Asphalt Surfacing v. SD DEPT. OF TRANSP.

Annotate this Case

385 N.W.2d 115 (1986)

ASPHALT SURFACING COMPANY, Plaintiffs and Appellants, v. SOUTH DAKOTA DEPARTMENT OF TRANSPORTATION; the South Dakota Transportation Commission; James R. Myers, Secretary of the South Dakota Department of Transportation; Roger Bernard, Robert Appelwick, James Rothstein, D. William Hustead, Herman I. Lerdal and Richard Helsper, Commissioners of the South Dakota Department of Transportation; and Vern Larson, South Dakota State Auditor, and Batzer Construction Co., A Foreign Corporation, Defendants and Appellees.

No. 15026.

Supreme Court of South Dakota.

Considered on Briefs February 12, 1986.

Decided April 9, 1986.

*116 James E. McMahon, of Boyce, Murphy, McDowell & Greenfield, Sioux Falls, for plaintiffs and appellants.

Camron Hoseck, Asst. Atty. Gen., for defendants-appellees except Batzer Const. Co., Mark V. Meierhenry, Atty. Gen., Pierre, on brief.

T. Michael Carter, of Maher, Carter & Bode, Pierre, and F. Patrick McGrath, St. Paul, Minn., for defendant-respondent Batzer Const. Co.

FOSHEIM, Chief Justice.

Asphalt Surfacing Company (Plaintiff) sought a declaratory judgment and injunction relief when they were not awarded three road improvement contracts with the South Dakota Department of Transportation (DOT). The trial court ruled against Plaintiff and denied the injunctions. We affirm.

In April of 1985, DOT held a bid letting for three projects. Plaintiff was the apparent low bidder but the DOT Commission determined that South Dakota Constitution article III, section 12, prohibited awarding the contract to Plaintiff. This section provides:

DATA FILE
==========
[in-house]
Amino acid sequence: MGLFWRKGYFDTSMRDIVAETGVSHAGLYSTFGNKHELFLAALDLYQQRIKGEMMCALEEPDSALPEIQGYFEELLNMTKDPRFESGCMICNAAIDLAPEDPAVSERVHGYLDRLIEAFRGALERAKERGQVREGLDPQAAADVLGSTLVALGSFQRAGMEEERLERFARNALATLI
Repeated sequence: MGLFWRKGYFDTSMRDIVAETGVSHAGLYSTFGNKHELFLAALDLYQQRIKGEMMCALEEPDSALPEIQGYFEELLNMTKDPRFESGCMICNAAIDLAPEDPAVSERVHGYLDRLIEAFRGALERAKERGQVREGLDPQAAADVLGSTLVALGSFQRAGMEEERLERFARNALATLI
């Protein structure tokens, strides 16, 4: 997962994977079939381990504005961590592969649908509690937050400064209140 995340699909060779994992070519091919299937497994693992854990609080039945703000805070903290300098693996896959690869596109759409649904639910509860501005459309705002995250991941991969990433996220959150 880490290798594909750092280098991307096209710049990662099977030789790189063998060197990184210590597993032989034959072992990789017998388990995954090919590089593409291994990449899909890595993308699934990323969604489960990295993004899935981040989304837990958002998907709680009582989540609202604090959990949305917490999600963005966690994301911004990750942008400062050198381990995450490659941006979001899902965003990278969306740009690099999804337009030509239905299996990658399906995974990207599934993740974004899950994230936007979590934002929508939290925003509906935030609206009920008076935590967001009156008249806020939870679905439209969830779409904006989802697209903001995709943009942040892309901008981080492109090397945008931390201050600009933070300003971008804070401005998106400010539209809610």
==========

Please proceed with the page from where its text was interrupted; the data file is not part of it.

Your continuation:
No member of the Legislature shall, during the term for which he was elected, be appointed or elected to any civil office in the state which shall have been created, or the emoluments of which shall have been increased during the term for which he was elected, nor shall any member receive any civil appointment from the Governor, the Governor and senate, or from the Legislature during the term for which he shall have been elected, and all such appointments and all votes given for any such members for any such office or appointment shall be *117 void; nor shall any member of the Legislature during the term for which he shall have been elected, or within one year thereafter, be interested, directly or indirectly, in any contract with the state or any county thereof, authorized by any law passed during the term for which he shall have been elected.

The resurfacing contracts have since been awarded to another company. Both parties request, however, that the issue, although moot, be determined.

We find the public interest exception to the general rule against deciding moot issues applicable. A contemporary precedent interpreting this constitutional section will control other State contracts. A reoccurrence is likely and will suffer the same mootness problem before this court may render a decision. In re Application of Northwestern Bell Telephone Co., 326 N.W.2d 100, 102-03 (S.D.1982).

The key issue presented is whether article III, section 12 of the South Dakota Constitution prohibits the State from awarding a contract for highway repair to a company because its president was a legislator at the time the general appropriation bill covering the repair funds was passed. This issue may be divided into subparts: (1) whether passage of a general appropriation bill is the type of authorization contemplated by the constitutional provision, and (2) whether the constitutional provision applies to contracts awarded to the lowest bidder. We answer both in the affirmative.

This court has strictly interpreted article III, section 12. Palmer v. State, 11 S.D. 78, 75 N.W. 818 (1898); Norbeck & Nicholson Co. v. State (I), 32 S.D. 189, 142 N.W. 847 (1913); and Norbeck & Nicholson Co. v. State (II), 33 S.D. 21, 144 N.W. 658 (1913). In Palmer, the court said: